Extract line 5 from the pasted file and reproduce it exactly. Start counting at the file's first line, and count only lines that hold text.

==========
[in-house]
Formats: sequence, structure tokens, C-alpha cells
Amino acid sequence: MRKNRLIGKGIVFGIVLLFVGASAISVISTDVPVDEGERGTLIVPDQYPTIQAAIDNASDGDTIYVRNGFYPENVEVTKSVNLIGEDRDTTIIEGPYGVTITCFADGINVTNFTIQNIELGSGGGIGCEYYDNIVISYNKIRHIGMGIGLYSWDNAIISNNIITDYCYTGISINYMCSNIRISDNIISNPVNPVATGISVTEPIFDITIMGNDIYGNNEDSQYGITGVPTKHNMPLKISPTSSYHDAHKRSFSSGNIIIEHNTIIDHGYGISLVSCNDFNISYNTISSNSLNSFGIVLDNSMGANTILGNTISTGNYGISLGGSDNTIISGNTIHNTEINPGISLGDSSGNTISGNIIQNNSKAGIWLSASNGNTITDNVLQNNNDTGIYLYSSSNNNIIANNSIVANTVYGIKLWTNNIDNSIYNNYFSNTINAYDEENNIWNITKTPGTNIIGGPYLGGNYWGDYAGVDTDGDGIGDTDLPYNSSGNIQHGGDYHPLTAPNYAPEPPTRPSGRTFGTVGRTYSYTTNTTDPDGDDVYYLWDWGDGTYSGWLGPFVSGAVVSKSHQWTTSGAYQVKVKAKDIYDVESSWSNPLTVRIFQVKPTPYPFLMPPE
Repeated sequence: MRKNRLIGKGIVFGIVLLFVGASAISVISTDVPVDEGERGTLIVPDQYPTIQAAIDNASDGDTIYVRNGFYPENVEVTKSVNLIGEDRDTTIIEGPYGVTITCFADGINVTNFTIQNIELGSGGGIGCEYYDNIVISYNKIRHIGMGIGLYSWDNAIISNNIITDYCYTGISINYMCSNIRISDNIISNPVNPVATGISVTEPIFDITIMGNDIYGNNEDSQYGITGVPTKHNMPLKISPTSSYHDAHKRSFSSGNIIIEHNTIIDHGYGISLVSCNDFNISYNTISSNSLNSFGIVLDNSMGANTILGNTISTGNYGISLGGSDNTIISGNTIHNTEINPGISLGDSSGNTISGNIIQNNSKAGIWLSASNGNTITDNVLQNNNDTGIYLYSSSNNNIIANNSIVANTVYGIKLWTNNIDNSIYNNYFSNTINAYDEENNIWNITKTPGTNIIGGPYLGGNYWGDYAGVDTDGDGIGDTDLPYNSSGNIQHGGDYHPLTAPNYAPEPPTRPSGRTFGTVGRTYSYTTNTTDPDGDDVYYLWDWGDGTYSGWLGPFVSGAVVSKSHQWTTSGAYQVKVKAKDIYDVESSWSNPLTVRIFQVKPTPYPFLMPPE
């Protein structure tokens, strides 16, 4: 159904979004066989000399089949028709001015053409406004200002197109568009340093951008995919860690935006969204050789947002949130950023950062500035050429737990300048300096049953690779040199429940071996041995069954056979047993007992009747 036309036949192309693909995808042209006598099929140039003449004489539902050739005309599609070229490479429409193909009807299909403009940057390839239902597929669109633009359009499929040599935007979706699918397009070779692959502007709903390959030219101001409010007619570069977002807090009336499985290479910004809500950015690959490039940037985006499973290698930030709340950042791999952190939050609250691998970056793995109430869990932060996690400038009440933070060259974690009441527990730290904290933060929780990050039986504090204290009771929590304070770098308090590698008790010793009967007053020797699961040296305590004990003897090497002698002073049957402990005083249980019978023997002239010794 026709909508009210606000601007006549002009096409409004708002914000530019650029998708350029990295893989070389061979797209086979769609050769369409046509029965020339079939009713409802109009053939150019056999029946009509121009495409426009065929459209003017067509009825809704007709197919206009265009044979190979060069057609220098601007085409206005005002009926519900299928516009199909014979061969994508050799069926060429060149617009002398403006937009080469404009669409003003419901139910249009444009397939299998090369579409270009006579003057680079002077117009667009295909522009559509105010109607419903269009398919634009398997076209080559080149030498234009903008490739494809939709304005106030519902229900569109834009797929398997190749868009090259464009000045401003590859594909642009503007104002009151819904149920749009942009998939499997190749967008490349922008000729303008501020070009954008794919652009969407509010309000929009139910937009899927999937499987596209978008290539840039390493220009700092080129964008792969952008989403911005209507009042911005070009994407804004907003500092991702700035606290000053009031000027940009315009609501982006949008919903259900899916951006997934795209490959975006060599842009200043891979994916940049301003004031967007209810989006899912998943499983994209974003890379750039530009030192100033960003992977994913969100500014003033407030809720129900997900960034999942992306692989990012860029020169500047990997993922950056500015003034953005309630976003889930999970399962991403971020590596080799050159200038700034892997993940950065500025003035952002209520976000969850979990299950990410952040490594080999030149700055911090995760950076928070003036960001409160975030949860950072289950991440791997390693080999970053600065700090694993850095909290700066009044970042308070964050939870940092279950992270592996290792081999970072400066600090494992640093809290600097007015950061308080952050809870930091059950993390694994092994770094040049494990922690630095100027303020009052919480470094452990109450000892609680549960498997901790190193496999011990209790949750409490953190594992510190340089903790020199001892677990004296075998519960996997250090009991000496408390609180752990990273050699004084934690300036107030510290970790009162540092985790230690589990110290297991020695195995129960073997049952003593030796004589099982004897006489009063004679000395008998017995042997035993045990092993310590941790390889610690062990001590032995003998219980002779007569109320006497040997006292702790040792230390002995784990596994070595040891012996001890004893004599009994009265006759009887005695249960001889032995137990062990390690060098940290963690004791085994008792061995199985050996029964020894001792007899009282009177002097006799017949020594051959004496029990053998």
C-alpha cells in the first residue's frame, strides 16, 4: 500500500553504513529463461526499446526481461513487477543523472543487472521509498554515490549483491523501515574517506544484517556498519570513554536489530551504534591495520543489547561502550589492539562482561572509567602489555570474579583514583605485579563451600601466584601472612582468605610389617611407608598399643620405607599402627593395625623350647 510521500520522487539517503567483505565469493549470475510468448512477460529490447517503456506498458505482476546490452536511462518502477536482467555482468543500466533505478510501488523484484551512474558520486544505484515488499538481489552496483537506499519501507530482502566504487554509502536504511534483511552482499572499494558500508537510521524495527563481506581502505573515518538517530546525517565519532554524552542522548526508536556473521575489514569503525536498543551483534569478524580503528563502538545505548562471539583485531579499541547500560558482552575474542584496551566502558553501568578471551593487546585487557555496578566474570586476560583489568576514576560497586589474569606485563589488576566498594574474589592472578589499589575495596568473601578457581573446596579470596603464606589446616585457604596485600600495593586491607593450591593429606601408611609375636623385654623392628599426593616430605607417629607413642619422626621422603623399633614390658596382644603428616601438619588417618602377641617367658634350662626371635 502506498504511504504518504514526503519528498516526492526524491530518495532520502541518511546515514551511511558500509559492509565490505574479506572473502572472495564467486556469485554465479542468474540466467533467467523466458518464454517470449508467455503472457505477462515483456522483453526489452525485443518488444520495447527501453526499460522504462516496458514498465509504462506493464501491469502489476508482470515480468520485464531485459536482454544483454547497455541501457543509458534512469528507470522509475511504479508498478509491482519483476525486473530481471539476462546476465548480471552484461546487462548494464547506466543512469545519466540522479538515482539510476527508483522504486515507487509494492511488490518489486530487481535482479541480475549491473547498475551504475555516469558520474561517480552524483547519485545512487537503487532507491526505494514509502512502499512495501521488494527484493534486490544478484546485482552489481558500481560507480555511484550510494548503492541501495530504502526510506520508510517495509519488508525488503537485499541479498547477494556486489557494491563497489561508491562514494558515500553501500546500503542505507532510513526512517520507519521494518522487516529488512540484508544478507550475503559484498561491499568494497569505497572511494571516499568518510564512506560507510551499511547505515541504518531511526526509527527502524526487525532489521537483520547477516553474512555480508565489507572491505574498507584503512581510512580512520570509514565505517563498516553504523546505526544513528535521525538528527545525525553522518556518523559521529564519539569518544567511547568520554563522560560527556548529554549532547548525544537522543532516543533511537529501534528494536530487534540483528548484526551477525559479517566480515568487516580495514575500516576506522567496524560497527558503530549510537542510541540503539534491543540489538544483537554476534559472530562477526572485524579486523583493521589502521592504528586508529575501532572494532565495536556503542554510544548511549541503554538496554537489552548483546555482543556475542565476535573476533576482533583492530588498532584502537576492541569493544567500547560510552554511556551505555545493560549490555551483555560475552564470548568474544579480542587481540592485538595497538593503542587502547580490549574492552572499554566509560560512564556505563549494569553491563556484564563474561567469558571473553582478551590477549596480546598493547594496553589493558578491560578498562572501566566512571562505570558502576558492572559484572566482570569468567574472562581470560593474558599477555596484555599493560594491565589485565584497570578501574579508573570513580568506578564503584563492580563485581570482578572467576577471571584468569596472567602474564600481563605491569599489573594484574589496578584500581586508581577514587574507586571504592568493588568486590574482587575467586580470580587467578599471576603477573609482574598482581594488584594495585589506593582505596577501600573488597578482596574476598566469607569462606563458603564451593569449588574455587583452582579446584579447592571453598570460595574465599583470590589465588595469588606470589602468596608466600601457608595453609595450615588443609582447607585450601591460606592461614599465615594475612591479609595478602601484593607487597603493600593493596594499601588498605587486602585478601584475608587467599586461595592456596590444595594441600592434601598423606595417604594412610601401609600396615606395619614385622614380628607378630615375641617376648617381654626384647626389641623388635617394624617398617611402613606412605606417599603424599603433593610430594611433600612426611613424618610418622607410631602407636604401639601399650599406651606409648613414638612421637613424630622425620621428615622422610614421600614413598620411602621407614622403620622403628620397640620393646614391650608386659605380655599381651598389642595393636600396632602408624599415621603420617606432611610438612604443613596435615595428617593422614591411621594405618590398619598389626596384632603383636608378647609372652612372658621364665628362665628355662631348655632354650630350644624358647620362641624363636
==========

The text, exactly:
């Protein structure tokens, strides 16, 4: 159904979004066989000399089949028709001015053409406004200002197109568009340093951008995919860690935006969204050789947002949130950023950062500035050429737990300048300096049953690779040199429940071996041995069954056979047993007992009747 036309036949192309693909995808042209006598099929140039003449004489539902050739005309599609070229490479429409193909009807299909403009940057390839239902597929669109633009359009499929040599935007979706699918397009070779692959502007709903390959030219101001409010007619570069977002807090009336499985290479910004809500950015690959490039940037985006499973290698930030709340950042791999952190939050609250691998970056793995109430869990932060996690400038009440933070060259974690009441527990730290904290933060929780990050039986504090204290009771929590304070770098308090590698008790010793009967007053020797699961040296305590004990003897090497002698002073049957402990005083249980019978023997002239010794 026709909508009210606000601007006549002009096409409004708002914000530019650029998708350029990295893989070389061979797209086979769609050769369409046509029965020339079939009713409802109009053939150019056999029946009509121009495409426009065929459209003017067509009825809704007709197919206009265009044979190979060069057609220098601007085409206005005002009926519900299928516009199909014979061969994508050799069926060429060149617009002398403006937009080469404009669409003003419901139910249009444009397939299998090369579409270009006579003057680079002077117009667009295909522009559509105010109607419903269009398919634009398997076209080559080149030498234009903008490739494809939709304005106030519902229900569109834009797929398997190749868009090259464009000045401003590859594909642009503007104002009151819904149920749009942009998939499997190749967008490349922008000729303008501020070009954008794919652009969407509010309000929009139910937009899927999937499987596209978008290539840039390493220009700092080129964008792969952008989403911005209507009042911005070009994407804004907003500092991702700035606290000053009031000027940009315009609501982006949008919903259900899916951006997934795209490959975006060599842009200043891979994916940049301003004031967007209810989006899912998943499983994209974003890379750039530009030192100033960003992977994913969100500014003033407030809720129900997900960034999942992306692989990012860029020169500047990997993922950056500015003034953005309630976003889930999970399962991403971020590596080799050159200038700034892997993940950065500025003035952002209520976000969850979990299950990410952040490594080999030149700055911090995760950076928070003036960001409160975030949860950072289950991440791997390693080999970053600065700090694993850095909290700066009044970042308070964050939870940092279950992270592996290792081999970072400066600090494992640093809290600097007015950061308080952050809870930091059950993390694994092994770094040049494990922690630095100027303020009052919480470094452990109450000892609680549960498997901790190193496999011990209790949750409490953190594992510190340089903790020199001892677990004296075998519960996997250090009991000496408390609180752990990273050699004084934690300036107030510290970790009162540092985790230690589990110290297991020695195995129960073997049952003593030796004589099982004897006489009063004679000395008998017995042997035993045990092993310590941790390889610690062990001590032995003998219980002779007569109320006497040997006292702790040792230390002995784990596994070595040891012996001890004893004599009994009265006759009887005695249960001889032995137990062990390690060098940290963690004791085994008792061995199985050996029964020894001792007899009282009177002097006799017949020594051959004496029990053998």